rule, as many people considered a vigorously nationalistic approach necessary to rejuvenate France's fading power. Durkheim, a Jew and a staunch supporter of the Third Republic with a sympathy towards socialism, was thus in the political minority, a situation which galvanized him politically. The Dreyfus affair
Dreyfus Affair
The Dreyfus affair was a political scandal that divided France in the 1890s and the early 1900s. It involved the conviction for treason in November 1894 of Captain Alfred Dreyfus, a young French artillery officer of Alsatian Jewish descent...

 of 1894 only strengthened his activist stance.

In 1895, he published Rules of the Sociological Method
Rules of the Sociological Method
The Rules of Sociological Method is a book by Émile Durkheim, first published in 1895. It is recognized as being the direct result of Durkheim's own project of establishing sociology as a positivist social science. Durkheim is seen as one of the fathers of sociology, and this work, his manifesto...

, a manifesto
Manifesto
A manifesto is a public declaration of principles and intentions, often political in nature. Manifestos relating to religious belief are generally referred to as creeds. Manifestos may also be life stance-related.-Etymology:...

 stating what sociology is and how it ought to be done, and founded the first European department of sociology at the University of Bordeaux
University of Bordeaux
University of Bordeaux is an association of higher education institutions in and around Bordeaux, France. Its current incarnation was established 21 March 2007. The group is the largest system of higher education schools in southwestern France. It is part of the Academy of Bordeaux.There are seven...

. In 1898, he founded the L'Année Sociologique
L'Année Sociologique
L'Année Sociologique is a sociology journal founded in 1898 by Émile Durkheim, who also served as its editor. It was published annually until 1925, and returned to publication as Annales Sociologiques between 1934 and 1942...

, the first French social science journal. Its aim was to publish and publicize the work of what was, by then, a growing number of students and collaborators (this is also the name used to refer to the group of students who developed his sociological program). Durkheim was familiar with several foreign languages and reviewed academic papers in German, English, and Italian for the journal. In 1897, he published Suicide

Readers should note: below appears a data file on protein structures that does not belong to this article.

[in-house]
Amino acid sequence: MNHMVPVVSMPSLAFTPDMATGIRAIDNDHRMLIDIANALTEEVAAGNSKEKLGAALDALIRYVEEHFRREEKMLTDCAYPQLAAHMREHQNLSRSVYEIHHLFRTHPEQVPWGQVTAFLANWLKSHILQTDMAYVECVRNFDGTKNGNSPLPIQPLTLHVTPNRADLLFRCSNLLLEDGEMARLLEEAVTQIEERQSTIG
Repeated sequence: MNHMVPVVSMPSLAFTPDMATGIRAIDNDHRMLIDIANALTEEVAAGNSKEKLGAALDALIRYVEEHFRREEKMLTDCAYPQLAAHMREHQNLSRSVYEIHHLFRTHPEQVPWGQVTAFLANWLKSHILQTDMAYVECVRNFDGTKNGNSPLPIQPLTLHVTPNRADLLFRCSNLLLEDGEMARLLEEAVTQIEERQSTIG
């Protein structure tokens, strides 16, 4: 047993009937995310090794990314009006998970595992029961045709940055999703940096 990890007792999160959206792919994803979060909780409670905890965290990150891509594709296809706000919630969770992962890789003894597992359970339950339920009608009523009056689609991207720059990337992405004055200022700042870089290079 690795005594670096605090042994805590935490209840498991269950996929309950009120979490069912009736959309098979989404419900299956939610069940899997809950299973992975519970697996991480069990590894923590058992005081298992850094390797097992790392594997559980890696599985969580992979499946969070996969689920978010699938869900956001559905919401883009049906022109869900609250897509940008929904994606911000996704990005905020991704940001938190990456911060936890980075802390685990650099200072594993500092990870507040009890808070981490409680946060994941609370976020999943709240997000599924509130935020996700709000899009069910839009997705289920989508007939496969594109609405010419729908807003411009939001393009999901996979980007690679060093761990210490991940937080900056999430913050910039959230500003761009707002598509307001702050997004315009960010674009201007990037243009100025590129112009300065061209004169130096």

Suicide (book)
Suicide was one of the groundbreaking books in the field of sociology. Written by French sociologist Émile Durkheim and published in 1897 it was a case study of suicide, a publication unique for its time which provided an example of what the sociological...

, a case study
Case study
A case study is an intensive analysis of an individual unit stressing developmental factors in relation to context. The case study is common in social sciences and life sciences. Case studies may be descriptive or explanatory. The latter type is used to explore causation in order to find...

 which provided an example of what the sociological monograph
Monograph
A monograph is a work of writing upon a single subject, usually by a single author.It is often a scholarly essay or learned treatise, and may be released in the manner of a book or journal article. It is by definition a single document that forms a complete text in itself...

 might look like. Durkheim was one of the pioneers of using quantitative methods in criminology
Quantitative methods in criminology
Since the inception of the discipline, quantitative methods have provided the primary research methods for studying the distribution and causes of crime. Quantitative methods provide numerous ways to obtain data that are useful to many aspects of society...

 during his suicide case study.

By 1902, Durkheim had finally achieved his goal of attaining a prominent position in Paris when he became the chair of education at the Sorbonne
University of Paris
The University of Paris was a university located in Paris, France and one of the earliest to be established in Europe. It was founded in the mid 12th century, and officially recognized as a university probably between 1160 and 1250...

. Durkheim aimed for the Parisian position earlier, but the Parisian faculty took longer to accept what some called "sociological imperialism" and admit social science to their curriculum. He became a full professor (Professor of the Science of Education) there in 1906, and in 1913 he was named Chair in "Education and Sociology". Because French universities are technically institutions for training secondary school teachers, this position gave Durkheim considerable influence—his lectures were the only ones that were mandatory for the entire student body. Durkheim had much influence over the new generation of teachers; around that time he also served as an advisor to the Ministry of Education. In 1912, he published his last major work, The Elementary Forms of The Religious Life
The Elementary Forms of The Religious Life
The Elementary Forms of the Religious Life , published by French sociologist Émile Durkheim in 1912, is a book that analyzes religion as a social phenomenon...

.
The outbreak of World War I was to have a tragic effect on Durkheim's life. His leftism
Left-wing politics
In politics, Left, left-wing and leftist generally refer to support for social change to create a more egalitarian society...